Walls or fences can be beautified with the simple addition of a garden plaque, a wall fountain or a planter on a shelf. If you want a more functional wall item, try a garden thermometer. Training a vine or some ivy up a trellis is a great way to use some vertical space and create a sense of intimacy and privacy as well.
Then, of course, there are the hanging items.. hanging plants are a great way of lifting the eye up to a new vantage point and adding a vertical element to your green space. Windchimes are a special prize, because they are not only a delight to the eye, but a treasure for the ears as well. Suncatchers also add a unique beauty with their ability to catch the sunlight and turn it into yet another decorative accent. When placing hanging decor, think ‘outside of the box’… hanging items can be part of the clusters you create with your plants and statuary or they can hang by themselves, defining turning points along the garden path or providing embellishment to the open space between clusters.
There are so many ways to use vertical decor I can only mention a few of them here: Hang them from eaves and overhangs to adorn borders, suspend them from awnings and overhead beams for a more enclosed and intimate effect, and if you have a tree or two in your garden how about hanging a plant from a branch or placing a planter in the crook of a bough? Now you’re using clustering and vertical space at the same time by using a plant to hold a plant!
Winged visitors – your mobile decorations!
Birds are beautiful to look at and lovely to listen to, but most important to your garden or patio design, they move around on their own! Attract birds to your outdoor space and you’ll have a constant variety of design as they flit from branch to branch or light and preen on a fountain or statue. Birds are nature’s own decor and attracting them to your garden or backyard is easy.. just give them something to eat, a place to bathe and somewhere to build a nest! Birdbaths and bird feeders are excellent as statue items and ensure a steady supply of feathered friends as well. Bird houses are especially nice because they can be used for vertical space decoration as well as providing a comfortable place for sparrows and starlings to nest or just to hang out for awhile! What’s a garden or patio without the beauty and song of birds?
Dare to dream
These three tips are just the beginning of the process. They’re intended to get you started thinking like a professional designer and considering the unlimited possibilities that your unused outdoor spaces present. Don’t let your space lie dormant.. bring it to life with your own creativity, your own flair and with affordable garden decor and accessories from Springtime Gardens!!
Brian Dalton owns and maintains the Springtime Gardens website, and spends countless happy hours decorating and maintaining his own patios and container gardens.
Springtime Gardens [http://www.springtimegardens.com/] – Affordable Garden and Patio Decor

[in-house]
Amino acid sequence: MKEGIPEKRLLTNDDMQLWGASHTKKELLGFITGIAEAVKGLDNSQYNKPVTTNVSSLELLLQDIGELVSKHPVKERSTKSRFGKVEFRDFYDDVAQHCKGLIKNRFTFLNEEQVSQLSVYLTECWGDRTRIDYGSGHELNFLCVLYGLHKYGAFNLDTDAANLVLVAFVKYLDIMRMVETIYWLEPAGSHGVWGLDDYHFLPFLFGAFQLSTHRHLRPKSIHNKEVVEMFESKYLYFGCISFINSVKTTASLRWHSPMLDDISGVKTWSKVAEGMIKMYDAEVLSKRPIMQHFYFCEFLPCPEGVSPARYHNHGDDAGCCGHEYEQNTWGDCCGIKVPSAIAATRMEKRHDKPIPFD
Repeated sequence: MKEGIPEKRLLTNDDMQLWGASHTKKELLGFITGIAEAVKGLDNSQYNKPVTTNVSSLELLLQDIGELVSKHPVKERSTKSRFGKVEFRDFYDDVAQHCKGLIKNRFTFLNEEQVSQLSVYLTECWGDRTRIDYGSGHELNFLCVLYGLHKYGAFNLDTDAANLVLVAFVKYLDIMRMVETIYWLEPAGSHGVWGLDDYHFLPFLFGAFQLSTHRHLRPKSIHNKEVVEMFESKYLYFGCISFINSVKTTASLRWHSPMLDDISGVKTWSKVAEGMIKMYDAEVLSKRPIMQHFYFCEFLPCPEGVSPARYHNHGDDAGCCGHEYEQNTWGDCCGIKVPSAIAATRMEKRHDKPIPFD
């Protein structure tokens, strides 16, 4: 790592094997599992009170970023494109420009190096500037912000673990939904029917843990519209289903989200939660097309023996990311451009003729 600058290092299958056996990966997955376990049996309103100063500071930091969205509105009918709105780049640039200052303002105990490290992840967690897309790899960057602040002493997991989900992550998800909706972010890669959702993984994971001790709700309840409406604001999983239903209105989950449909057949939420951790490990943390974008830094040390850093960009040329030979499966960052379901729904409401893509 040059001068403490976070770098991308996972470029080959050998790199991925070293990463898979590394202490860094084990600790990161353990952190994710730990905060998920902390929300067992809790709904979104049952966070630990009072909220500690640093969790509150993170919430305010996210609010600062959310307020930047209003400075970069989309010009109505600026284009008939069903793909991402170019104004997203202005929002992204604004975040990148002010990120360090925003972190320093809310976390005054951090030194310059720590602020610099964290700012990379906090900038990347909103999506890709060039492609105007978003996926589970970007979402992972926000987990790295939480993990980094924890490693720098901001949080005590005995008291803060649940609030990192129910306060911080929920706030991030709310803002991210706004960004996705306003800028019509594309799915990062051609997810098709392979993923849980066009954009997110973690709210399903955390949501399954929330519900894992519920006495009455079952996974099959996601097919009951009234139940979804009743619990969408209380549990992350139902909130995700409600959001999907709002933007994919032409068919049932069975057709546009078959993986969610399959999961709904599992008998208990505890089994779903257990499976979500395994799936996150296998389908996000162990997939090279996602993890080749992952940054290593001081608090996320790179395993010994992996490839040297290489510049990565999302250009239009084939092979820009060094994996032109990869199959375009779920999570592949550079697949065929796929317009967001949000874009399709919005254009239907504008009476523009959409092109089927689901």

Rock garden fountains not only give a visual flair, but also the gentle sound of trickling water. When coming up with your stone backyard fountain, keep these tips in mind to get an appealing outcome. Nearly all stone backyard water fountains give a point of interest and aesthetic style to any living space or back garden. Rock is a naturally shaped mineral that comes in a number of shapes and unique models. Weather conditions and exactly how the stone is recovered also result in the individual design. These water fountains give you the harmony of water with the body and foundation of rock or stone.
Most rock garden water fountains use a carved out interior for the pump filters water up and down the water fountain. These types of water fountains are normally made out of one piece of rock or a number of pieces of rocks put together. Some of these large one-piece rocks are hand-carved and chipped purposely to create a traditional style. Some individuals want to use polished granite or smooth stones for their rock garden water fountain. The polished rock catches water as it trickles and flows down to the base. A cut-out rock bowl or rock surface creates a pool for the water at the foundation.
When preparing to design or style a stone garden fountain you have to decide on a theme. If you’re unsure visit your back garden and look around, begin to use your imagination or creativity by getting an idea of your backyard. Here are a handful of samples of theme gardens frequently encircled with an old-fashioned rose garden, hollyhocks and daisies. One more concept is Japanese Zen garden water fountain. Just for this sort of fountain, you’ll need simplified rock patterns. Water could be a constant flow over the base, providing a thin coating of water that brings together a Zen-like charm. Plants like Japanese maples, Hostas or orchids may encompass a Japanese-inspired rock garden fountain.
Once you have identified the types of materials and concept of your rock garden fountain, you must determine the positioning of the fountain. If the fountain is positioned on the outdoor patio side table it will encourage a relaxation atmosphere. Now, for the corner water fountains, you are able to provide it with a spectacular physical appearance with the help of light to highlight the fountain as well as your veranda. If you would like a classy look for your stone garden fountain you may use marble or mosaic floor tile. The place is essential, you need to figure out which area of your yard your fountain will look its best.